Nobody's perfect, myself included at the top of the list. Especially when it comes to writing.
A while back, I had a tremendous ‘LOL moment' when one observant reader pointed out one of my own blunders! I had shared an article about 7 worthless words to stop using in your writing, one of them being the word ‘just'…
…and this person pointed a floodlight on my hypocrisy:
It just goes to show, we all have room to grow and improve.
Even the folks over at Contently, who do a lot of writing. They shared this article about their own consistent bad writing habits they started to notice.
So take a look. Are you making of any of these so-called ‘mistakes?'
Here's 5 common bad writing habits you might be making:
1. Transforming nouns into verbs and verbs into nouns
A plague in the corporate world, changing nouns into verbs (verbification) and verbs into nouns (nominalization) is especially egregious on a site that’s proud to hold the top search results for “content marketing buzzwords.”
Adding -ize or -ise to a noun (“incentivize”), or tacking the standard -ed, -ing, -s verb inflections (“siloed”) to a noun, makes your writing seem more like a bad corporate memo. So, too, does making an “ask,” needing a “solve,” or requesting a “build.”
These words commoditize (ugh) and corporatize (ugh!) human actions. They should be banished.
2. Using “luckily” when there’s no luck involved
“Luckily” is such a common transitional word that people overlook its meaning. Is there luck involved in the “plenty of opportunities to turn data into stories“?
No, that’s a detail about the world.
Is luck responsible for a browser extension that “helps Twitter users get more information about the people they’re following“?
No, smart engineers probably are.
Is it lucky that “with every problem comes a solution“?
No, that’s just called optimism. You get the point.
3. Overusing “in other words”
Content marketing is a complicated topic, so phrasing a thorny thought in a different way can help. But too often, our use of “in other words” is misguided or unnecessary.
Like when we employ the phrase twice in three paragraphs to repeat effectively the same thought. Or when the sentence doesn’t need it. Or when it attempts to clarify an already-clear thought. In other words, if you write with enough clarity and logic, “in other words” is almost never needed.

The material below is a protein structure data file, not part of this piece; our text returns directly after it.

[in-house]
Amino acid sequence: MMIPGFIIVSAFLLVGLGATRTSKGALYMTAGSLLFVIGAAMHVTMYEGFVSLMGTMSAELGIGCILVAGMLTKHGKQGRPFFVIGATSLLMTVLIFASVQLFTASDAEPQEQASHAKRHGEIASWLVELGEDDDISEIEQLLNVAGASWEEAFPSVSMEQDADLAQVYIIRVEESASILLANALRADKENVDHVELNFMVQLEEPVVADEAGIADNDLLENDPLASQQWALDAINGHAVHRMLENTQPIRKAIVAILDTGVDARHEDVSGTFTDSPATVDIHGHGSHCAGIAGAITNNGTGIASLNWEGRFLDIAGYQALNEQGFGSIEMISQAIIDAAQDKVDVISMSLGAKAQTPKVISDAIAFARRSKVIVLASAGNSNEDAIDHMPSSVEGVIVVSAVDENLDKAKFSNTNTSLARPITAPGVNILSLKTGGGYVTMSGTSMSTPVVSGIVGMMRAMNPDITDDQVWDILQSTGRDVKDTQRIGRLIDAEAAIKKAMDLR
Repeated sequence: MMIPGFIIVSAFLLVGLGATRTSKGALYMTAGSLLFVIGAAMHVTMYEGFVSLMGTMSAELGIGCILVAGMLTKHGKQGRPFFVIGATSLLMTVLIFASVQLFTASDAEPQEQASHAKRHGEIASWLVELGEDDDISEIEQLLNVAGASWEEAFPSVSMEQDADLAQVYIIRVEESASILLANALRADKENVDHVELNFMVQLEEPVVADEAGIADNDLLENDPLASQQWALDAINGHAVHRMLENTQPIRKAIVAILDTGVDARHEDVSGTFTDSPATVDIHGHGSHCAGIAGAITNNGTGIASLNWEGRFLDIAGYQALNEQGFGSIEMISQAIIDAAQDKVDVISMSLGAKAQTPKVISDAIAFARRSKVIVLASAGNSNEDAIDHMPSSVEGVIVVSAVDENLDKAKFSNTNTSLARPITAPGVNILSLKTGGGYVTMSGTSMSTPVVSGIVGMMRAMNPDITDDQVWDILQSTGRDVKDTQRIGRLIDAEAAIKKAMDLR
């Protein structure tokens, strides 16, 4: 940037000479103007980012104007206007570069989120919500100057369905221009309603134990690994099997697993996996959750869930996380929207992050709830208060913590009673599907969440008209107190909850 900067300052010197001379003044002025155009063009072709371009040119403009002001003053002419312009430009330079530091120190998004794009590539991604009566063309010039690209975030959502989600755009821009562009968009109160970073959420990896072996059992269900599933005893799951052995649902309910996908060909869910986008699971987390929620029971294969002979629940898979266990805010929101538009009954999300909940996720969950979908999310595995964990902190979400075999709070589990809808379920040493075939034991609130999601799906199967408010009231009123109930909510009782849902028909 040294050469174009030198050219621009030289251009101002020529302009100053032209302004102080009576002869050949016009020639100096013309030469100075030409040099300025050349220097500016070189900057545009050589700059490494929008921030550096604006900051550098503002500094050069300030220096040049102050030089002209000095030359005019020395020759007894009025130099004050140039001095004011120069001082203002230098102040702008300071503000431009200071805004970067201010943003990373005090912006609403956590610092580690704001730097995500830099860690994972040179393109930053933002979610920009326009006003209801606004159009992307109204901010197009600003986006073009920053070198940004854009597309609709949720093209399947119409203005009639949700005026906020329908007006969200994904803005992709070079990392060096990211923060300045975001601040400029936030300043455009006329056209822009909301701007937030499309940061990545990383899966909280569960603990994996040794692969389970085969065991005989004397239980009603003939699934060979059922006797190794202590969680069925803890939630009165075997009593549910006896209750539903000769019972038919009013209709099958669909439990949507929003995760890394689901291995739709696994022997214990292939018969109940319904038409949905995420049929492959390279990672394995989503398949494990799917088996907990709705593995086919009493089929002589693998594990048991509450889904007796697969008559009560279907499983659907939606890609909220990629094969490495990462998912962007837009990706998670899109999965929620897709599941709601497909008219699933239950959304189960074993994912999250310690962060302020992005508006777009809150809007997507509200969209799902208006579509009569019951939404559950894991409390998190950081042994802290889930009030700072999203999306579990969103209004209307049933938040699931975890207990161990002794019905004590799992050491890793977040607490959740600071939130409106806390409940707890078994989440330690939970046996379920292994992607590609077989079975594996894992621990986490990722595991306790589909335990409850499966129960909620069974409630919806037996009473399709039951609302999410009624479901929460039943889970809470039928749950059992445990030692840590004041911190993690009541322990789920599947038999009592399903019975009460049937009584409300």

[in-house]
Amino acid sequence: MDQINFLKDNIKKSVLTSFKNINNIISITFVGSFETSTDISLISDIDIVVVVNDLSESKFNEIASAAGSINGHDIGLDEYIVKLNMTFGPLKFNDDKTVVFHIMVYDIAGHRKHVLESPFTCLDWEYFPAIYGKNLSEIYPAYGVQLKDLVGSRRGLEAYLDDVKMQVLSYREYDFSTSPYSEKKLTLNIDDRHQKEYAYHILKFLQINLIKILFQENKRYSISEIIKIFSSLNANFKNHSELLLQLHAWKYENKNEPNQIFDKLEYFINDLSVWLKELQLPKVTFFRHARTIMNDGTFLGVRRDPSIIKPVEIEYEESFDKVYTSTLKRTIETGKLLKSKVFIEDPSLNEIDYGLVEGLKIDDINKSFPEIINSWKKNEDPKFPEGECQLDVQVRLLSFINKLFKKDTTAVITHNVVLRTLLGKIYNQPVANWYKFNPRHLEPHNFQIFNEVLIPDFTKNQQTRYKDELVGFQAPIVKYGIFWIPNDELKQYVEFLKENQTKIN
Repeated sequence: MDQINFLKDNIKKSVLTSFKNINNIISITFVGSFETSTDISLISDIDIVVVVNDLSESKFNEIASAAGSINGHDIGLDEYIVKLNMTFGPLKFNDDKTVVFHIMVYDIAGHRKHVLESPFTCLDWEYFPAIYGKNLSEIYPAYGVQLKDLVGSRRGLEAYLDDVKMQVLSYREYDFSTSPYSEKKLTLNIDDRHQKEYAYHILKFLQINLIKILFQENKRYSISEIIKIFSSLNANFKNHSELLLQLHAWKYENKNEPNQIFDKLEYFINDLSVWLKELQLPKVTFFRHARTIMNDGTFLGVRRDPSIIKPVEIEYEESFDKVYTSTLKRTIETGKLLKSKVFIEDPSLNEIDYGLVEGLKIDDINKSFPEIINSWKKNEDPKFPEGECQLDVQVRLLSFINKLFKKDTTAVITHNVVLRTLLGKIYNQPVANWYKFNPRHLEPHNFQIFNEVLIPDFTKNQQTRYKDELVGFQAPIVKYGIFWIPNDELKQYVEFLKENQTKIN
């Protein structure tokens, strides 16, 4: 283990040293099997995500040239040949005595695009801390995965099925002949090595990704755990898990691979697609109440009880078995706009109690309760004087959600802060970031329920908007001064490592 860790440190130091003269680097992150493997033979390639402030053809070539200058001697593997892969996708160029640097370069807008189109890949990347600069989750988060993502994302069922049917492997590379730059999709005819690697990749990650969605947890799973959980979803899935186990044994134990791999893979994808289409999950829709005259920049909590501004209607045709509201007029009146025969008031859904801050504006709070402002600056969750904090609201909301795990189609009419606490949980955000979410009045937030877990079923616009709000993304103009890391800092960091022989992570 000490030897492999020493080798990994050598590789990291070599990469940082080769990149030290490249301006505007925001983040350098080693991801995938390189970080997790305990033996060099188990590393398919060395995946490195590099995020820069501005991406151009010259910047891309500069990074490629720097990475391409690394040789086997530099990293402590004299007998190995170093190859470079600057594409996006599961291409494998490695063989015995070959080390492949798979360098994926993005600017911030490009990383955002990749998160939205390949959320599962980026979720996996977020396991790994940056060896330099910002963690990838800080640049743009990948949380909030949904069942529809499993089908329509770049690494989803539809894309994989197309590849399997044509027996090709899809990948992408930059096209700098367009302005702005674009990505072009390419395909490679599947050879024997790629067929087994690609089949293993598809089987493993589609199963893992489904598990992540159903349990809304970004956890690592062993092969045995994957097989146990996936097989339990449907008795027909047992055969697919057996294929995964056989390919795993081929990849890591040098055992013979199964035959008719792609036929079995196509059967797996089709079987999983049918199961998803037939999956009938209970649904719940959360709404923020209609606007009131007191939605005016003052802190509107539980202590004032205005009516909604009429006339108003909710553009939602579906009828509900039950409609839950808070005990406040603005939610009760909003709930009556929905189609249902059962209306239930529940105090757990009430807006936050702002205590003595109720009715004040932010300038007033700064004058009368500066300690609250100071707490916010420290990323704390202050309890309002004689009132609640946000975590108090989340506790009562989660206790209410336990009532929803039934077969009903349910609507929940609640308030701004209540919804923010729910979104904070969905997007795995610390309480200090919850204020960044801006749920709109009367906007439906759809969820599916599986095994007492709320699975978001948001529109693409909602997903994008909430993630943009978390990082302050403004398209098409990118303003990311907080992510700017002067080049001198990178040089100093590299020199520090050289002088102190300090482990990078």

4. Using “etc.” when you’ve run out of things to say
Using “etc.” at the end of a succession of things is one of those writerly crutches that makes one look lazy when it’s overused. Its biggest offense is popping up at the end of lists that leave you wanting more—more detail, more explanation, more connections between the things listed. Here, for example, we mention “a set of clearly defined brand guidelines: colors, fonts, preferred terminology, etc.” How’d we get from colors to preferred terminology? By using “etc.” instead of completing the list, we leave readers wondering what, exactly, brand guidelines involve.
Here, we say employees should contribute through “blog posts, webinars, etc.” But with blog posts and webinars being so different in format, what are the other items? “Etc.” leaves knowledge gaps that we should fill in with substantive words.
5. Starting sentences with “For example”
There’s something inelegant about beginning too many sentences with a transitional phrase like “For example” or “In addition.” It reminds me of essays I wrote in middle school, when I struggled to make logical writing transitions without using these phrases foisted on me by teachers who knew my pitfalls. Read publications known for their stellar writing and you’ll notice that transitional phrases almost always never begin sentences.
You can read 5 more bad writing habits from our friends at Contently.
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